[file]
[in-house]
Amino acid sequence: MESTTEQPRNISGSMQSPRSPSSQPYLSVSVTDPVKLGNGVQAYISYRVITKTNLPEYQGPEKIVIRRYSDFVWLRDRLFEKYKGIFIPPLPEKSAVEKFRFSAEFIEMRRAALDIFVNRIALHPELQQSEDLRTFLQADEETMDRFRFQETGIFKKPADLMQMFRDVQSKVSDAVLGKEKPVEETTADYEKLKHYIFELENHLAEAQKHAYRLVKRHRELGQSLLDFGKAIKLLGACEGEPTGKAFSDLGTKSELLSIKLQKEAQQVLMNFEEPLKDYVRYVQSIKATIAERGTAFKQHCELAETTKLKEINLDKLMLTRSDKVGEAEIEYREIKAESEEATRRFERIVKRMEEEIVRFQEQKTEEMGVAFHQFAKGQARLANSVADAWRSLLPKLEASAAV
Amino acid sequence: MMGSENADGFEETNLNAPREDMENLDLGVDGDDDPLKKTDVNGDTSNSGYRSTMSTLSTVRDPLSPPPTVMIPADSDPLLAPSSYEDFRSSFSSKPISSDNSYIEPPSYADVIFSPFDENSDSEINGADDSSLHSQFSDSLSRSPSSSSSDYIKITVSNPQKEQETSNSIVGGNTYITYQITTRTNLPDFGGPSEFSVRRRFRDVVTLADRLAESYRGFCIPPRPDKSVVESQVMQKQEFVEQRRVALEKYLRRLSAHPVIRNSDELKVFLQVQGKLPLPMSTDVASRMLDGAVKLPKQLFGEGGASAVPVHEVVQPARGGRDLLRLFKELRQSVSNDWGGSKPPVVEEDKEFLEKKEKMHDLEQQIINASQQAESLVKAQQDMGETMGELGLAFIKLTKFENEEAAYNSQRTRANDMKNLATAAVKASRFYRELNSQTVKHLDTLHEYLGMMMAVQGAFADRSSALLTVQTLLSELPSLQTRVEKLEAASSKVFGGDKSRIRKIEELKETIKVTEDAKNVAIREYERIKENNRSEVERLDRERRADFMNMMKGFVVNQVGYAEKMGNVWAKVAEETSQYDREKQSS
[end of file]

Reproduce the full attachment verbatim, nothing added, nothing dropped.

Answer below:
[in-house]
Amino acid sequence: MESTTEQPRNISGSMQSPRSPSSQPYLSVSVTDPVKLGNGVQAYISYRVITKTNLPEYQGPEKIVIRRYSDFVWLRDRLFEKYKGIFIPPLPEKSAVEKFRFSAEFIEMRRAALDIFVNRIALHPELQQSEDLRTFLQADEETMDRFRFQETGIFKKPADLMQMFRDVQSKVSDAVLGKEKPVEETTADYEKLKHYIFELENHLAEAQKHAYRLVKRHRELGQSLLDFGKAIKLLGACEGEPTGKAFSDLGTKSELLSIKLQKEAQQVLMNFEEPLKDYVRYVQSIKATIAERGTAFKQHCELAETTKLKEINLDKLMLTRSDKVGEAEIEYREIKAESEEATRRFERIVKRMEEEIVRFQEQKTEEMGVAFHQFAKGQARLANSVADAWRSLLPKLEASAAV
Amino acid sequence: MMGSENADGFEETNLNAPREDMENLDLGVDGDDDPLKKTDVNGDTSNSGYRSTMSTLSTVRDPLSPPPTVMIPADSDPLLAPSSYEDFRSSFSSKPISSDNSYIEPPSYADVIFSPFDENSDSEINGADDSSLHSQFSDSLSRSPSSSSSDYIKITVSNPQKEQETSNSIVGGNTYITYQITTRTNLPDFGGPSEFSVRRRFRDVVTLADRLAESYRGFCIPPRPDKSVVESQVMQKQEFVEQRRVALEKYLRRLSAHPVIRNSDELKVFLQVQGKLPLPMSTDVASRMLDGAVKLPKQLFGEGGASAVPVHEVVQPARGGRDLLRLFKELRQSVSNDWGGSKPPVVEEDKEFLEKKEKMHDLEQQIINASQQAESLVKAQQDMGETMGELGLAFIKLTKFENEEAAYNSQRTRANDMKNLATAAVKASRFYRELNSQTVKHLDTLHEYLGMMMAVQGAFADRSSALLTVQTLLSELPSLQTRVEKLEAASSKVFGGDKSRIRKIEELKETIKVTEDAKNVAIREYERIKENNRSEVERLDRERRADFMNMMKGFVVNQVGYAEKMGNVWAKVAEETSQYDREKQSS